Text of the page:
Environment Report Confirms Regional Council Failure
Environment Aotearoa Report Confirms Regional Council Failure
Source: Fish and Game NZ
Fish and Game welcomed the report on New Zealand’s Environment today and believe it is a performance review on regional councils and how they have completely failed to protect the environment.
"Regional Councils under the RMA have a legal obligation to protect the environment for future generations and this report shows they have failed to do that", said Fish and Game NZ CEO Martin Taylor.
The report confirms water quality is poor and getting worse in most parts of the country. For example, despite New Zealand having over 3820 lakes over 1 hectare which should be monitored for phytoplankton only 63 were, and of those 35% were worse than the regulatory bottom-line.
"Some of the worst water quality issues can be found in Manawatu-Wanganui, Canterbury, Otago and Southland, where all of these regional councils have promoted and protected agricultural interests over the environment for decades," said Mr Taylor.
At a basic level the report confirms that if you have too much irrigation, too much fertiliser and too many cows, you destroy water quality in rivers, lakes and ground water.
This report also shows why the Government has a mandate to stop further decline in water quality by regulating environmentally unsustainable agricultural practices.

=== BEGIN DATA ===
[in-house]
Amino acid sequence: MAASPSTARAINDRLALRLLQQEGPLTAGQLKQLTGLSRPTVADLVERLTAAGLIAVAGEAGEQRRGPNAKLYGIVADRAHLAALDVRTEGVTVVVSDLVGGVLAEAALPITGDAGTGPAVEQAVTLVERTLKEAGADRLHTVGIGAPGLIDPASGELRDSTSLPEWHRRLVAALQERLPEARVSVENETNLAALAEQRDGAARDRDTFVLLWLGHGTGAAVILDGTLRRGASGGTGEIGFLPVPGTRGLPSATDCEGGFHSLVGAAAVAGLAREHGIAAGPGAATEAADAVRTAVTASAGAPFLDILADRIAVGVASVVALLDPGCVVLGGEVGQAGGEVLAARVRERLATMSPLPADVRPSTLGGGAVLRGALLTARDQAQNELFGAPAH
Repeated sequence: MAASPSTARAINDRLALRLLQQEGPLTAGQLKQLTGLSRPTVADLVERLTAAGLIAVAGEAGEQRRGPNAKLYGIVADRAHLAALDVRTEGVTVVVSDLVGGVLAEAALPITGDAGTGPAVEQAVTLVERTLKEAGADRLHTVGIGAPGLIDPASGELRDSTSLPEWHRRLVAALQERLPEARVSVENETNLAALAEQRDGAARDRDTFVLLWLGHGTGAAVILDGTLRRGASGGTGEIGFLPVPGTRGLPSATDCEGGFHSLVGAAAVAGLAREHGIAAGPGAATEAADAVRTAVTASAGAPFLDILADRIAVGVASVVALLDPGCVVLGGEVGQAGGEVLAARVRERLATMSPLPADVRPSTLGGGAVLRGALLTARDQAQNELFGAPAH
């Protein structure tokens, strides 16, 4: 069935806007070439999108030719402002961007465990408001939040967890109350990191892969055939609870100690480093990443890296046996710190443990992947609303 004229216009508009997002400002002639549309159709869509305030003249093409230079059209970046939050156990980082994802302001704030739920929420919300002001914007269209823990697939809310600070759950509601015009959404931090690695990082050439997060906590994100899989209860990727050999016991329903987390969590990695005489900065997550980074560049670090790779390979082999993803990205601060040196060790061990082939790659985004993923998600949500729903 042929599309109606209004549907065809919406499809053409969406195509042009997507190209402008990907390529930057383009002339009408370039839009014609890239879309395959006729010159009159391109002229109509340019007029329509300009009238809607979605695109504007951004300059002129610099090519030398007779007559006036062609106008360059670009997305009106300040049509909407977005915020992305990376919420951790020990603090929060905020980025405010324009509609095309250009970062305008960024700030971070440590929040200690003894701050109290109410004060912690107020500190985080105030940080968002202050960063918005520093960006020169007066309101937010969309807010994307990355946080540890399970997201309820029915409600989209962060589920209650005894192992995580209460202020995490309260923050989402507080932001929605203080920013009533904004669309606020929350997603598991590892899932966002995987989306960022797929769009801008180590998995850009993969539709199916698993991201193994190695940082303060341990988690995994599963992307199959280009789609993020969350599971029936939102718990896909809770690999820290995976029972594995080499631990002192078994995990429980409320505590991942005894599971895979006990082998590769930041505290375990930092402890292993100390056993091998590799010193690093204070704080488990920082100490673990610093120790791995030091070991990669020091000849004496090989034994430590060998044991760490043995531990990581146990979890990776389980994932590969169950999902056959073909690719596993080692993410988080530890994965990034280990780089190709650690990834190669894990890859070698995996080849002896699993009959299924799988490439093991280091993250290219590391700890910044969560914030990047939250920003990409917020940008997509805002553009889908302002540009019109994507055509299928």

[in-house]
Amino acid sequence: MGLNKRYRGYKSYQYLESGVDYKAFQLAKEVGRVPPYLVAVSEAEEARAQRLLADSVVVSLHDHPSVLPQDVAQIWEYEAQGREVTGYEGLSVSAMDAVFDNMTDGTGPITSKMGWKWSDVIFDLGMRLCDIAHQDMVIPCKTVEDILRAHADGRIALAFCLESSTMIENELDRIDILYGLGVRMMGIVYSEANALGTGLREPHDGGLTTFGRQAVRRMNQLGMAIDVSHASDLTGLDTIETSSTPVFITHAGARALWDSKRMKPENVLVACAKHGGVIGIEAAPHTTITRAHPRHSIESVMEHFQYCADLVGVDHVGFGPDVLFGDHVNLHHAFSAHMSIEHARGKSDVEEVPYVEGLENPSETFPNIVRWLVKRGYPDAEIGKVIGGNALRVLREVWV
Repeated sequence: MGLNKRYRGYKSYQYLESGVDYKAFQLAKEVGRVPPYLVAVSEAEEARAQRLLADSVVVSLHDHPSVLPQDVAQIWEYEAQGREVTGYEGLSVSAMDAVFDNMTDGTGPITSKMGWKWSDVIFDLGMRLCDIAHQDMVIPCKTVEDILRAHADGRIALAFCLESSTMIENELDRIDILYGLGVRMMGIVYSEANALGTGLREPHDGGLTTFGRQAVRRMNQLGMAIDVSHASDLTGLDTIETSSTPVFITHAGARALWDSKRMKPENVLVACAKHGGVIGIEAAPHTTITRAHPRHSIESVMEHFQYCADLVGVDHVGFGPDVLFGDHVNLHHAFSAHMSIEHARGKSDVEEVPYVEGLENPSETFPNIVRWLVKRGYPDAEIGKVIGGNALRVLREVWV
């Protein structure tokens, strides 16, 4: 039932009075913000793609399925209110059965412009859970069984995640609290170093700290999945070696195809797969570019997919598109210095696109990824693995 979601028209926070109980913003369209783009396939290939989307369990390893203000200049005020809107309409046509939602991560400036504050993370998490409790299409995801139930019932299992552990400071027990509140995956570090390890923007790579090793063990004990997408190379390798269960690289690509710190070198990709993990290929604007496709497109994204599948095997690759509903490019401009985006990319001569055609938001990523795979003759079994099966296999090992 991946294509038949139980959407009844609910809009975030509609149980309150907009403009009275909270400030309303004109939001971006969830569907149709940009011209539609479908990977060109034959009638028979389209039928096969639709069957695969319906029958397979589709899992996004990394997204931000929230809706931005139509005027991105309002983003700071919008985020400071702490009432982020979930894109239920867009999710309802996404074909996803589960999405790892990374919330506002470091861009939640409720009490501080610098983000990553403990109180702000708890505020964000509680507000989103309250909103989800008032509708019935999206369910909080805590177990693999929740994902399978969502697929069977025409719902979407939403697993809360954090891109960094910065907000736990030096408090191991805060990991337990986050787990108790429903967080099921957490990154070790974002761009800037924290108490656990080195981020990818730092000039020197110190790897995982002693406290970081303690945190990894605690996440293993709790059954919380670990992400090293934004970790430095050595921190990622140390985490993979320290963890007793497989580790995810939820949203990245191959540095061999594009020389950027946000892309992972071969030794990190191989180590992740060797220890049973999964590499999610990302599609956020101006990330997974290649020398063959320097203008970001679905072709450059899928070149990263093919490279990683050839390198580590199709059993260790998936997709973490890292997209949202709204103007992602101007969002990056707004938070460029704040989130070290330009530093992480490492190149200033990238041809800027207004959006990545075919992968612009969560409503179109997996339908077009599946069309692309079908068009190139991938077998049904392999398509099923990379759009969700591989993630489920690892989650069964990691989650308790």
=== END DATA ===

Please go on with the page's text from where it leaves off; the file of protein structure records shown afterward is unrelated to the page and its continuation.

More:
"We are looking forward to the Government delivering on their Essential Freshwater program aimed at stopping further degradation in water quality and to reverse past damage," said Mr Taylor.
It is also clear that the public support moves to address New Zealand’s water quality issue with 82 percent of them saying they are extremely or very concerned about water quality according to a nation-wide Colmar-Brunton poll in December 2018.
1. Between 2008-2017, 55% of monitored sites had worsening nitrate-nitrogen levels and 25% worsening dissolved reactive phosphorus. (From Stats NZ and Report)
2. Between 2001-2016, 214 wetlands covering 1250 ha were lost and a further 746 decreased in size.
3. Failure to address erosion is costing $250-300 million per year in reduced soil productivity.
4. Despite the large erosion problem, there is little actual monitoring of the erosion, just models.
5. Most of Canterbury, parts of Waikato and Southland have nitrate-nitrogen levels in excess of that required for ecosystem health.
6. 71% of groundwater sites (2012-2014) did not meet drinking water standards for E coli at least once. 30% exceeded the criteria more than 5 times over the two years.
7. Over 5 billion cubic metres of water is consented for irrigation each year. Dairy farming accounts for 59% of agricultural water takes.
For almost all of Canterbury more water is consented for take than is available in the rivers